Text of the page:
Hugo Chavez died of a heart attack, it has been revealed, and the Venezuelan leader’s last words before he passed implored those present to not let him die.
Fifty-eight-year-old Chavez’s heart attack and final moments were described by the head of Venezuela’s presidential guard, Gen. Jose Ornella, outside the military academy where Chavez’s body lay in state.
Gen. Ornella spent much of the past two years at the side of Chavez while he battled the cancer that eventually weakened his body, and the military leader describes harrowing last moments for the leader who, while controversial on the world stage, was mourned by many as a fierce advocate for the poor.
Ornella recounted Chavez’s heart attack as well as his last plea:
“He couldn’t speak but he said it with his lips … ‘I don’t want to die. Please don’t let me die,’ because he loved his country, he sacrificed himself for his country.”
As Ornella recounts Chavez’s heart attack, he also says that, when Chavez prepared to undergo his fourth and final surgery in Cuba for cancer treatment, the Venezuelan leader had “very little hope he would make it out of that operation” as he addressed his people on December 8.
It was just three days later on December 11 that actor Sean Penn led a vigil for Hugo Chavez in South America, emotionally speaking of the man he called a friend as candles were lit and prayers were offered. Penn said:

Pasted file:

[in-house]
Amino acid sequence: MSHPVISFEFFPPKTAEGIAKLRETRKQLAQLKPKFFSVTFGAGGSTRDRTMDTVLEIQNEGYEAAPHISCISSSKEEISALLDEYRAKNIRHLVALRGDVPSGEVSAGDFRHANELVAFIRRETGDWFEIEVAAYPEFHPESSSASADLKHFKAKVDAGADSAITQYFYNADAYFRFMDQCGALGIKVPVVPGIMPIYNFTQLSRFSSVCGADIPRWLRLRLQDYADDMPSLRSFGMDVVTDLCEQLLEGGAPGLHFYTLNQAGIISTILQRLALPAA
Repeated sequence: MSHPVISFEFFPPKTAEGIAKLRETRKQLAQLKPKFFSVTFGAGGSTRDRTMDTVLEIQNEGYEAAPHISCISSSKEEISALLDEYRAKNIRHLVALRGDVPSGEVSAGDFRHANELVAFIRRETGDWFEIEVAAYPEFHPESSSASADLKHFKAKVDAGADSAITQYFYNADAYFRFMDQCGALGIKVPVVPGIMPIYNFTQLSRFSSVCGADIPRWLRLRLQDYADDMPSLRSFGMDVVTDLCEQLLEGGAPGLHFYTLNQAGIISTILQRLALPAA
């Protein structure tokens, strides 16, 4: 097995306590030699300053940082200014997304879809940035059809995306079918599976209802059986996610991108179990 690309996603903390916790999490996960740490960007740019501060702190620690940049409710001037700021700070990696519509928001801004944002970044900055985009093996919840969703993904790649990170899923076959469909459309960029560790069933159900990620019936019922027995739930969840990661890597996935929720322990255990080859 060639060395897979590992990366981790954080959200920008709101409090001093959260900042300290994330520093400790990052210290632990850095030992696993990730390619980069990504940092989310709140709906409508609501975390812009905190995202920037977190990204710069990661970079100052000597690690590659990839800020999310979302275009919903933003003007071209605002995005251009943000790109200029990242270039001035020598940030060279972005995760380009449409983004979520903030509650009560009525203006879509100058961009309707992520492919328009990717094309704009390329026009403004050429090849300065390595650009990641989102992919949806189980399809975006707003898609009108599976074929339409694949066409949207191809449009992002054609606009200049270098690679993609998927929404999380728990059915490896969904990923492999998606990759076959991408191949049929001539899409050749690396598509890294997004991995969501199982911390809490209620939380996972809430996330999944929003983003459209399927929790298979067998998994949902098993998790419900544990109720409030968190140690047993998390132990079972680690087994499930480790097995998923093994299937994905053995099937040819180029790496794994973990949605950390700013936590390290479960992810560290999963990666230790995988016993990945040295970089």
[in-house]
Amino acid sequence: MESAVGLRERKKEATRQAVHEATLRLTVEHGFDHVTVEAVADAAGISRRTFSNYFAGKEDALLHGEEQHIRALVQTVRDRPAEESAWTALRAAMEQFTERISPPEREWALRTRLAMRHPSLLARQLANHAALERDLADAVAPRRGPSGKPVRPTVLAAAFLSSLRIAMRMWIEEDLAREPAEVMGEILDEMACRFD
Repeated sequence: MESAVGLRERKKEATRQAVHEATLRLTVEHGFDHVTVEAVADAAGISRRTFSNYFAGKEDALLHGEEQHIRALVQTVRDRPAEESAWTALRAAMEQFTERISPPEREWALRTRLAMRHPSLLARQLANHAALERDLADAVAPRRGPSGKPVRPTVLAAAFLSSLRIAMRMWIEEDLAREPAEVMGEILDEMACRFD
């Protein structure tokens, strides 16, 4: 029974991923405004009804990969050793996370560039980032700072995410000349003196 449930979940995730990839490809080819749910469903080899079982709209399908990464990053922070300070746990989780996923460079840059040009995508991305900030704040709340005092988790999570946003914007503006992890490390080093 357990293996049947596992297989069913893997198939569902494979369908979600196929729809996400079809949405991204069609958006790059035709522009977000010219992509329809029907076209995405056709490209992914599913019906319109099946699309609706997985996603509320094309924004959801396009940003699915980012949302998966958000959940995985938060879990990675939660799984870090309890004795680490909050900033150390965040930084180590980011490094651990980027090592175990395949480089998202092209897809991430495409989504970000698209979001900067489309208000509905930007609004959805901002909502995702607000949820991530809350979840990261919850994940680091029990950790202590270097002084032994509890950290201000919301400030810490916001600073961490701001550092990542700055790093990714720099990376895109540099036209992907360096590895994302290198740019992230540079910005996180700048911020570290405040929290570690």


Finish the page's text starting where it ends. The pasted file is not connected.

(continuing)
“We admire President Chavez. For his courage. For his fair mindedness … He is one of the most important forces that we have on this planet. And I will wish him nothing but that great strength that he showed over and over again. I do it in love and I do it in gratitude.”
Ornella too echoed sentiments of fellow politically prominent Venezuelans that the US had a role in Chavez’s heart attack as well as his cancer struggles, saying:
“I think it will be 50 years before they declassify a document [which I believe will prove] the hand of the enemy is involved.”
Following Hugo Chavez’s heart attack death, the country entered into a week-long period of official mourning.